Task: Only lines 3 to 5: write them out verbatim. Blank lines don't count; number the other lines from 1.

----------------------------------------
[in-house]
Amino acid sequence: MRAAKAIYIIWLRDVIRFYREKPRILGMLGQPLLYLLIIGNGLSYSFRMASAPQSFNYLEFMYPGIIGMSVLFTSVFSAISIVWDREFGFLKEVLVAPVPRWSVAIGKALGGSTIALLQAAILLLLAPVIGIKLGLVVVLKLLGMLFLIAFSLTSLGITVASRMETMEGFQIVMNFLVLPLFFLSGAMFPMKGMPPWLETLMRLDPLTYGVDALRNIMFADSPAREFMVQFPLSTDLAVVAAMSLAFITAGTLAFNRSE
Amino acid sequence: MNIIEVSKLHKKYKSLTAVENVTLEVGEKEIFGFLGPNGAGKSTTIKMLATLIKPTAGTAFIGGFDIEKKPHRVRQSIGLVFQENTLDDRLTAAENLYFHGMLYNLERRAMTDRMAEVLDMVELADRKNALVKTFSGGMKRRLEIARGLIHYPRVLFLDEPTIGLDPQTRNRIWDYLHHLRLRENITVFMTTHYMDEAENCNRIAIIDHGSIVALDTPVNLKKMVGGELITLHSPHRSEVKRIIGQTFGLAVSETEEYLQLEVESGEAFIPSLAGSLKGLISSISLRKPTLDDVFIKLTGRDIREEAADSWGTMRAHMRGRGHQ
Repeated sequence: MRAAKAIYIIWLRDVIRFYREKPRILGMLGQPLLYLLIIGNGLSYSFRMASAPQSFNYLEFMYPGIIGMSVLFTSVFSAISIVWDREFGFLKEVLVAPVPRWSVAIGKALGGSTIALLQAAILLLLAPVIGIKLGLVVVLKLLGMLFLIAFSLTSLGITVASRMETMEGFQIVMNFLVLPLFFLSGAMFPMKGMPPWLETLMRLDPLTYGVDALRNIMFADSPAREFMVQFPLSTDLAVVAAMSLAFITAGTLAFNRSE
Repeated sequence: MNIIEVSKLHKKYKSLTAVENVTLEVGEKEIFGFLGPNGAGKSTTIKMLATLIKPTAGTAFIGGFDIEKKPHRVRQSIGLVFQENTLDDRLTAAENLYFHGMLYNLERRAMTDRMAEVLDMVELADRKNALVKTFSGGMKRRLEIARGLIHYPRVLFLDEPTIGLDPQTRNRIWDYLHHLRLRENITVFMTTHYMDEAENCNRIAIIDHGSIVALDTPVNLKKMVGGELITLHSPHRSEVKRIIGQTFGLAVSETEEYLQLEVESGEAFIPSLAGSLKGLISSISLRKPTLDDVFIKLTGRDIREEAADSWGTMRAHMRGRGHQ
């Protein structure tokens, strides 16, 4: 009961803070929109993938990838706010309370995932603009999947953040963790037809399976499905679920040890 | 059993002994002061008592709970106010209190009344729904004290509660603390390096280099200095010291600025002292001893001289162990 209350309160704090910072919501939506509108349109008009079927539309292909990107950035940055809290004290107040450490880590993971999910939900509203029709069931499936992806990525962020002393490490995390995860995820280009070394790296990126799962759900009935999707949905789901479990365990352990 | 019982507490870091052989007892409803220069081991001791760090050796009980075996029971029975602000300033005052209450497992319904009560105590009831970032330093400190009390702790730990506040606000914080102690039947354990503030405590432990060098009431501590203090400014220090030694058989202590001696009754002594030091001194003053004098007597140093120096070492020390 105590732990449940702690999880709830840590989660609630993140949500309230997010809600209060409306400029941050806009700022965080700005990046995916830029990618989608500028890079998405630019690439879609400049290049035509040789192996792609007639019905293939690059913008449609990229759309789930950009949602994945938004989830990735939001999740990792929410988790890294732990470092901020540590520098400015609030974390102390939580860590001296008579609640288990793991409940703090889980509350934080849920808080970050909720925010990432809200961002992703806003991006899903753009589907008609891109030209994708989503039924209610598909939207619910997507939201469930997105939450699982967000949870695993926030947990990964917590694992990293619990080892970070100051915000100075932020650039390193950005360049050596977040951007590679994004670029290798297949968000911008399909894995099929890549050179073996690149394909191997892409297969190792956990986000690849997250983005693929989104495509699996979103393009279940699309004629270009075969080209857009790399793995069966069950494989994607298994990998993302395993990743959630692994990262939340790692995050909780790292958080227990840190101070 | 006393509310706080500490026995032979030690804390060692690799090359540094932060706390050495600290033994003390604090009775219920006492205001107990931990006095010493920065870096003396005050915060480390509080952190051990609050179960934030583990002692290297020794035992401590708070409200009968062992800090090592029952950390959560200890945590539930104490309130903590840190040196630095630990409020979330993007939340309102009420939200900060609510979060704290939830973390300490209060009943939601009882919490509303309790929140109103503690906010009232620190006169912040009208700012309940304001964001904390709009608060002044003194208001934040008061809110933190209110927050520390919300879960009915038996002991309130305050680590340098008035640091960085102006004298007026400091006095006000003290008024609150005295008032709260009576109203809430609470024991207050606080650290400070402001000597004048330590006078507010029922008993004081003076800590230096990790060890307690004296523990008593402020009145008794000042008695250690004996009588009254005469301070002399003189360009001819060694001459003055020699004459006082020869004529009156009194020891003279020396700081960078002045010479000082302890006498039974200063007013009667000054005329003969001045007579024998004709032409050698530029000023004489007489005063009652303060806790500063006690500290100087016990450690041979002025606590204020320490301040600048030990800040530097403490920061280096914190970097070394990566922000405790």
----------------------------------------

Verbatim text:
Amino acid sequence: MNIIEVSKLHKKYKSLTAVENVTLEVGEKEIFGFLGPNGAGKSTTIKMLATLIKPTAGTAFIGGFDIEKKPHRVRQSIGLVFQENTLDDRLTAAENLYFHGMLYNLERRAMTDRMAEVLDMVELADRKNALVKTFSGGMKRRLEIARGLIHYPRVLFLDEPTIGLDPQTRNRIWDYLHHLRLRENITVFMTTHYMDEAENCNRIAIIDHGSIVALDTPVNLKKMVGGELITLHSPHRSEVKRIIGQTFGLAVSETEEYLQLEVESGEAFIPSLAGSLKGLISSISLRKPTLDDVFIKLTGRDIREEAADSWGTMRAHMRGRGHQ
Repeated sequence: MRAAKAIYIIWLRDVIRFYREKPRILGMLGQPLLYLLIIGNGLSYSFRMASAPQSFNYLEFMYPGIIGMSVLFTSVFSAISIVWDREFGFLKEVLVAPVPRWSVAIGKALGGSTIALLQAAILLLLAPVIGIKLGLVVVLKLLGMLFLIAFSLTSLGITVASRMETMEGFQIVMNFLVLPLFFLSGAMFPMKGMPPWLETLMRLDPLTYGVDALRNIMFADSPAREFMVQFPLSTDLAVVAAMSLAFITAGTLAFNRSE
Repeated sequence: MNIIEVSKLHKKYKSLTAVENVTLEVGEKEIFGFLGPNGAGKSTTIKMLATLIKPTAGTAFIGGFDIEKKPHRVRQSIGLVFQENTLDDRLTAAENLYFHGMLYNLERRAMTDRMAEVLDMVELADRKNALVKTFSGGMKRRLEIARGLIHYPRVLFLDEPTIGLDPQTRNRIWDYLHHLRLRENITVFMTTHYMDEAENCNRIAIIDHGSIVALDTPVNLKKMVGGELITLHSPHRSEVKRIIGQTFGLAVSETEEYLQLEVESGEAFIPSLAGSLKGLISSISLRKPTLDDVFIKLTGRDIREEAADSWGTMRAHMRGRGHQ